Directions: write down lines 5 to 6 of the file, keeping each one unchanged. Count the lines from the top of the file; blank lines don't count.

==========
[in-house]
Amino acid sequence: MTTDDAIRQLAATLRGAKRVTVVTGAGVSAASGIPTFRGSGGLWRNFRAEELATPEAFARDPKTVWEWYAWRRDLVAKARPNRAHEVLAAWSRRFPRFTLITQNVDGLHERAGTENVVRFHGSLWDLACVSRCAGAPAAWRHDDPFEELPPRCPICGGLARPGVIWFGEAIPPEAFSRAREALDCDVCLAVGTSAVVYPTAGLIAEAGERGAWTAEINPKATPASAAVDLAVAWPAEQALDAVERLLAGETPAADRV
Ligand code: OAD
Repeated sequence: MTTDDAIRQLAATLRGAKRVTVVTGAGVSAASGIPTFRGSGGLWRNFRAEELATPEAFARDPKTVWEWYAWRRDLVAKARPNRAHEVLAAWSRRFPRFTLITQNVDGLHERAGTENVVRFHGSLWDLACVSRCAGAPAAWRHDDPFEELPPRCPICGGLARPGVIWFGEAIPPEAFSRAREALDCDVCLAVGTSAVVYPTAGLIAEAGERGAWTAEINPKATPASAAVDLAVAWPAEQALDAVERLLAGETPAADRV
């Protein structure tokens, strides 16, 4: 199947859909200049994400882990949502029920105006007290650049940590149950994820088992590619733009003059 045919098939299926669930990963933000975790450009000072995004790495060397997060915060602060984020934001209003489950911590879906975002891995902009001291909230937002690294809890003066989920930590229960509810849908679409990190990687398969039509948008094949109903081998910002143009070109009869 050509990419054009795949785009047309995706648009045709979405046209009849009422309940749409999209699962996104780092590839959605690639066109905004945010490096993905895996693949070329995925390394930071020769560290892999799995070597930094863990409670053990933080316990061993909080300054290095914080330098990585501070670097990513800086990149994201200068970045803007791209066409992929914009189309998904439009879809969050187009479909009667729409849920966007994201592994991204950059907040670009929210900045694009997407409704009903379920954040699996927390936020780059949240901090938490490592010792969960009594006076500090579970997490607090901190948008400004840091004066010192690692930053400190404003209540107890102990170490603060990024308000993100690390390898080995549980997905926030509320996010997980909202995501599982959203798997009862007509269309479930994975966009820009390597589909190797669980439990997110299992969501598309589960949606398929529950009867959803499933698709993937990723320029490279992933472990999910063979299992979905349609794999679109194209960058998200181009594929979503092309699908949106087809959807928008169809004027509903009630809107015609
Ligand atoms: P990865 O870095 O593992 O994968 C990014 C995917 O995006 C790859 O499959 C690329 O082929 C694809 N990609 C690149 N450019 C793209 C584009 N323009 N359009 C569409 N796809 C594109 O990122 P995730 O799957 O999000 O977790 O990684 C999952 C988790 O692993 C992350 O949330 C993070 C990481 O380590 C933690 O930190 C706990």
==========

């Protein structure tokens, strides 16, 4: 199947859909200049994400882990949502029920105006007290650049940590149950994820088992590619733009003059 045919098939299926669930990963933000975790450009000072995004790495060397997060915060602060984020934001209003489950911590879906975002891995902009001291909230937002690294809890003066989920930590229960509810849908679409990190990687398969039509948008094949109903081998910002143009070109009869 050509990419054009795949785009047309995706648009045709979405046209009849009422309940749409999209699962996104780092590839959605690639066109905004945010490096993905895996693949070329995925390394930071020769560290892999799995070597930094863990409670053990933080316990061993909080300054290095914080330098990585501070670097990513800086990149994201200068970045803007791209066409992929914009189309998904439009879809969050187009479909009667729409849920966007994201592994991204950059907040670009929210900045694009997407409704009903379920954040699996927390936020780059949240901090938490490592010792969960009594006076500090579970997490607090901190948008400004840091004066010192690692930053400190404003209540107890102990170490603060990024308000993100690390390898080995549980997905926030509320996010997980909202995501599982959203798997009862007509269309479930994975966009820009390597589909190797669980439990997110299992969501598309589960949606398929529950009867959803499933698709993937990723320029490279992933472990999910063979299992979905349609794999679109194209960058998200181009594929979503092309699908949106087809959807928008169809004027509903009630809107015609
Ligand atoms: P990865 O870095 O593992 O994968 C990014 C995917 O995006 C790859 O499959 C690329 O082929 C694809 N990609 C690149 N450019 C793209 C584009 N323009 N359009 C569409 N796809 C594109 O990122 P995730 O799957 O999000 O977790 O990684 C999952 C988790 O692993 C992350 O949330 C993070 C990481 O380590 C933690 O930190 C706990």